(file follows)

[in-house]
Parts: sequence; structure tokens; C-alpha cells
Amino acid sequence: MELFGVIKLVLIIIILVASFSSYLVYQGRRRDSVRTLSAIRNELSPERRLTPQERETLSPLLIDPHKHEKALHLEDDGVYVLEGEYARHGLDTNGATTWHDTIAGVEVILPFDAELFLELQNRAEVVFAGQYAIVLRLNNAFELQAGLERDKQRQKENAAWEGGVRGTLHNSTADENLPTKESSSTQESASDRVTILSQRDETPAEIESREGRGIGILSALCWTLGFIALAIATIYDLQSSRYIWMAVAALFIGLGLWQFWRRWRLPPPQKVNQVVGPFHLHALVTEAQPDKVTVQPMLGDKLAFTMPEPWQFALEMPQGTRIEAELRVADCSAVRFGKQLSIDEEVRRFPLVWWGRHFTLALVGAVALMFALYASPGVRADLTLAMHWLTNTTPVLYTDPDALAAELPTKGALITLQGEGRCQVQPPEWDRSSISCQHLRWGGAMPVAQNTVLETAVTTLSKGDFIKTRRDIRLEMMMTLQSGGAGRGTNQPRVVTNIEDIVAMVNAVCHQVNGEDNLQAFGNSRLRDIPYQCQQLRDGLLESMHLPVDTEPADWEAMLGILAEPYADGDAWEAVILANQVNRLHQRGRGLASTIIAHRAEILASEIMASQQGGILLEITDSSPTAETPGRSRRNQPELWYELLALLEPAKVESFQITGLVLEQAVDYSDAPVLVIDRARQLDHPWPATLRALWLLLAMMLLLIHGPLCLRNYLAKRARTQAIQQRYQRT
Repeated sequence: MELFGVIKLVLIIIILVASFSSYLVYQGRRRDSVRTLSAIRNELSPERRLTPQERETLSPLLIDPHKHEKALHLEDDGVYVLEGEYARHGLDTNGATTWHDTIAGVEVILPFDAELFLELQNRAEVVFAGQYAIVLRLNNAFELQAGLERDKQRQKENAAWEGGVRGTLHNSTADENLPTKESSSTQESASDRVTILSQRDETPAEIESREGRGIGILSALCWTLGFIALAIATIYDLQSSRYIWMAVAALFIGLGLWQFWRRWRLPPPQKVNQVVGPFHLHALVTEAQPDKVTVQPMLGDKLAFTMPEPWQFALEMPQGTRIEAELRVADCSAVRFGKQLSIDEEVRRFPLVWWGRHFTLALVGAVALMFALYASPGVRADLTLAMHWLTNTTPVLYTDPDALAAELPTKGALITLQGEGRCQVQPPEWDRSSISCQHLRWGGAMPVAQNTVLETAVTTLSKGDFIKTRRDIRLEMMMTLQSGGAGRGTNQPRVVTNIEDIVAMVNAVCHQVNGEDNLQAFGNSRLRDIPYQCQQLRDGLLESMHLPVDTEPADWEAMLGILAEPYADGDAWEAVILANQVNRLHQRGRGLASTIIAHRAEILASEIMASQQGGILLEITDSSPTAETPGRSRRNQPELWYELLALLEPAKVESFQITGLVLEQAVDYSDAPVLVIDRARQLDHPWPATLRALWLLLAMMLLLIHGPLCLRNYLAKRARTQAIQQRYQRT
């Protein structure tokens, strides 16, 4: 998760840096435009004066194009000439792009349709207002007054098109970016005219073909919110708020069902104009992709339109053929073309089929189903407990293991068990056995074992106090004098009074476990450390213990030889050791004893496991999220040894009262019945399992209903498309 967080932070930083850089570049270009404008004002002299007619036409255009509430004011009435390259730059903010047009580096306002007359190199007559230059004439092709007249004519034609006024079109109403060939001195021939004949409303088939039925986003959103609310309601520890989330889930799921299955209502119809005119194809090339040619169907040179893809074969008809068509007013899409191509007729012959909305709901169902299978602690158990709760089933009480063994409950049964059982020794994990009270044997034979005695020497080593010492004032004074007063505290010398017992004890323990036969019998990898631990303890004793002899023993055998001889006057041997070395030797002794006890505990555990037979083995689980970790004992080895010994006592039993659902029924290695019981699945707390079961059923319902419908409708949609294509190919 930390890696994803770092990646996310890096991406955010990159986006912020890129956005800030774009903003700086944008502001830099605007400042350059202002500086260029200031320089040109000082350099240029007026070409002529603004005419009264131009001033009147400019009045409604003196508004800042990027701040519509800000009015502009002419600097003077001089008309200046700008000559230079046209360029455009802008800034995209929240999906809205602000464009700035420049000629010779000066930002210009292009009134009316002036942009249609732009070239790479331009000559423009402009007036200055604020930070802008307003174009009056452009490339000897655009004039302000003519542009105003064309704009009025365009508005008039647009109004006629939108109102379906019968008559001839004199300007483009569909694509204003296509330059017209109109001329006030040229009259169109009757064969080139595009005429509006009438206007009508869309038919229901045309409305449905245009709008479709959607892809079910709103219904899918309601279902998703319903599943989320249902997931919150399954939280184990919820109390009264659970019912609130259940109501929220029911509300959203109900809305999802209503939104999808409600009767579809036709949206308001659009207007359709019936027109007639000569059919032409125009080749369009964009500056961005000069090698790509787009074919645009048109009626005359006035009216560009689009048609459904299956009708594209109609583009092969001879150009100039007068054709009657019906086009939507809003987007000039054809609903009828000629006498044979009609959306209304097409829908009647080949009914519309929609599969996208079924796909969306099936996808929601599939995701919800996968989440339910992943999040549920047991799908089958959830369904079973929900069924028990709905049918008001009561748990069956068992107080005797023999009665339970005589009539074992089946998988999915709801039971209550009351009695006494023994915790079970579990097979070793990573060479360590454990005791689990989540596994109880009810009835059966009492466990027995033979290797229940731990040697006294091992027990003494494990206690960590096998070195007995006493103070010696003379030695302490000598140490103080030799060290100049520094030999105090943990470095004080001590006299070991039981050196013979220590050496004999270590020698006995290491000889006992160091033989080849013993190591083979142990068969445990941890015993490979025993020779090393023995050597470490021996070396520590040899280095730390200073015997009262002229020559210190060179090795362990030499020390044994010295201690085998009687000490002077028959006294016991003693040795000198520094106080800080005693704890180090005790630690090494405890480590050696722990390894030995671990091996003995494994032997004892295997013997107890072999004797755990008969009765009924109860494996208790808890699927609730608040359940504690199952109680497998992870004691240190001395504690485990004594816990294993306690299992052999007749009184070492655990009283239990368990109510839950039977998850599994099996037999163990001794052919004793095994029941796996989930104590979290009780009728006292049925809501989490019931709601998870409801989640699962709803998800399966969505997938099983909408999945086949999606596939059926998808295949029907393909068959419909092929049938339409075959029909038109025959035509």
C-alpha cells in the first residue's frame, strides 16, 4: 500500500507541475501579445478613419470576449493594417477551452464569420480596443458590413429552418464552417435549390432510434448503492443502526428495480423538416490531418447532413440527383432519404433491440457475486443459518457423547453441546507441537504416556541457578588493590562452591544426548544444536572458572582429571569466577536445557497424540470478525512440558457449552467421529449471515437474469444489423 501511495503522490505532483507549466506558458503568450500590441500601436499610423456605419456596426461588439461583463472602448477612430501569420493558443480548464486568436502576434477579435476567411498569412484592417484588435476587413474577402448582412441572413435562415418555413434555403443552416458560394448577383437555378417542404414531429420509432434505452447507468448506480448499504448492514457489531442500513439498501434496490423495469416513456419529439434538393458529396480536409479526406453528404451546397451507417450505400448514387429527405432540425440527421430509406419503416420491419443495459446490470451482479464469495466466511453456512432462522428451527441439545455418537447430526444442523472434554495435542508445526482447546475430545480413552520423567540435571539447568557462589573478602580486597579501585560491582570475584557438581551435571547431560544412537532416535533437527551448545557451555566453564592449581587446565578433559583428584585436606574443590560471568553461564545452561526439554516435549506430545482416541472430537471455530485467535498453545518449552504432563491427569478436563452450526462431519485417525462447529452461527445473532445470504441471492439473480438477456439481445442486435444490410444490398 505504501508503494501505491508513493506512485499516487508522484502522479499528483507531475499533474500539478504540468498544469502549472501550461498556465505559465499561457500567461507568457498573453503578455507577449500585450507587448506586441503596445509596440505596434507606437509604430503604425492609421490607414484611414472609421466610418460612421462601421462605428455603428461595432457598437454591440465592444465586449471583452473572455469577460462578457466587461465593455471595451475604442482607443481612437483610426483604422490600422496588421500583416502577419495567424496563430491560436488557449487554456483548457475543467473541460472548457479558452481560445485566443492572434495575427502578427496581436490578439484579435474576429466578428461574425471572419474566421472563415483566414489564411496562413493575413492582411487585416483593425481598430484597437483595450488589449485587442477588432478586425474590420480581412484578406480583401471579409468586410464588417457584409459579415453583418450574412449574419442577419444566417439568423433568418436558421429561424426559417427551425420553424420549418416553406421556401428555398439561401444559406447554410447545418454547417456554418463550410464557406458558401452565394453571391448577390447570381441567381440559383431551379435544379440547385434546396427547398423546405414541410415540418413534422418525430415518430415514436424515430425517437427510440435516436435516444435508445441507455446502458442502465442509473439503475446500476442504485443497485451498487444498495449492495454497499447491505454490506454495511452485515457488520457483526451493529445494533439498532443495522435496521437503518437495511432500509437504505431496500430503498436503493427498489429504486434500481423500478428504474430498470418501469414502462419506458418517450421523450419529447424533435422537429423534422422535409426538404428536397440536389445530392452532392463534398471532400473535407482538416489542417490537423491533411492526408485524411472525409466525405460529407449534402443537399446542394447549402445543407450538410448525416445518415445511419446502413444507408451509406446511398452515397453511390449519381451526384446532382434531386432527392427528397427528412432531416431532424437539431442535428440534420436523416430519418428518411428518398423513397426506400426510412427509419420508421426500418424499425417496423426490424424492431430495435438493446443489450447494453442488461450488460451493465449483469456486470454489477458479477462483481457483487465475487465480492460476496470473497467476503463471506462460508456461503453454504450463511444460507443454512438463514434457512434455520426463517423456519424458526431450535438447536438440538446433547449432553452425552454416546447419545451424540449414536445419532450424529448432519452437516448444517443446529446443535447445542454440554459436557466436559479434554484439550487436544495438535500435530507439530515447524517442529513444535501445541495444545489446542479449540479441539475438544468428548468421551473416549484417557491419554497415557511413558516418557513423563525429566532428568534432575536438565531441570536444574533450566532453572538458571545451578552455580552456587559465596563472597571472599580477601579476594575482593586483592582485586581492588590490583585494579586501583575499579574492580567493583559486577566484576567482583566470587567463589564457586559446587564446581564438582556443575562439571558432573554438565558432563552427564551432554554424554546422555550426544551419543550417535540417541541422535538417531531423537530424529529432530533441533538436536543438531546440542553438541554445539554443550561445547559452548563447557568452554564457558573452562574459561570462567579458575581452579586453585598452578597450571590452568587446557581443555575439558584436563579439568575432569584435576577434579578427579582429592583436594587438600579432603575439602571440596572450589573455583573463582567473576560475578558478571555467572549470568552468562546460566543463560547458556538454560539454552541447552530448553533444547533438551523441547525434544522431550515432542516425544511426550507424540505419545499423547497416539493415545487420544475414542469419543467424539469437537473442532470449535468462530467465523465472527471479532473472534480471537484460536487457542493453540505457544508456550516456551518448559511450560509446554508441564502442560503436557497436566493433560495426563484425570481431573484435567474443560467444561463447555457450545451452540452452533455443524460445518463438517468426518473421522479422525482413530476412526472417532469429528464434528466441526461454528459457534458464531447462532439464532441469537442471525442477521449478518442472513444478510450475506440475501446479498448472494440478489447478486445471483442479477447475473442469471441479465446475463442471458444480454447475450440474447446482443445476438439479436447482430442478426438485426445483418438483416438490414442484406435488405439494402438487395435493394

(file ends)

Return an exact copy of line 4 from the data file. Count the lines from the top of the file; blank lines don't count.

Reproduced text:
Repeated sequence: MELFGVIKLVLIIIILVASFSSYLVYQGRRRDSVRTLSAIRNELSPERRLTPQERETLSPLLIDPHKHEKALHLEDDGVYVLEGEYARHGLDTNGATTWHDTIAGVEVILPFDAELFLELQNRAEVVFAGQYAIVLRLNNAFELQAGLERDKQRQKENAAWEGGVRGTLHNSTADENLPTKESSSTQESASDRVTILSQRDETPAEIESREGRGIGILSALCWTLGFIALAIATIYDLQSSRYIWMAVAALFIGLGLWQFWRRWRLPPPQKVNQVVGPFHLHALVTEAQPDKVTVQPMLGDKLAFTMPEPWQFALEMPQGTRIEAELRVADCSAVRFGKQLSIDEEVRRFPLVWWGRHFTLALVGAVALMFALYASPGVRADLTLAMHWLTNTTPVLYTDPDALAAELPTKGALITLQGEGRCQVQPPEWDRSSISCQHLRWGGAMPVAQNTVLETAVTTLSKGDFIKTRRDIRLEMMMTLQSGGAGRGTNQPRVVTNIEDIVAMVNAVCHQVNGEDNLQAFGNSRLRDIPYQCQQLRDGLLESMHLPVDTEPADWEAMLGILAEPYADGDAWEAVILANQVNRLHQRGRGLASTIIAHRAEILASEIMASQQGGILLEITDSSPTAETPGRSRRNQPELWYELLALLEPAKVESFQITGLVLEQAVDYSDAPVLVIDRARQLDHPWPATLRALWLLLAMMLLLIHGPLCLRNYLAKRARTQAIQQRYQRT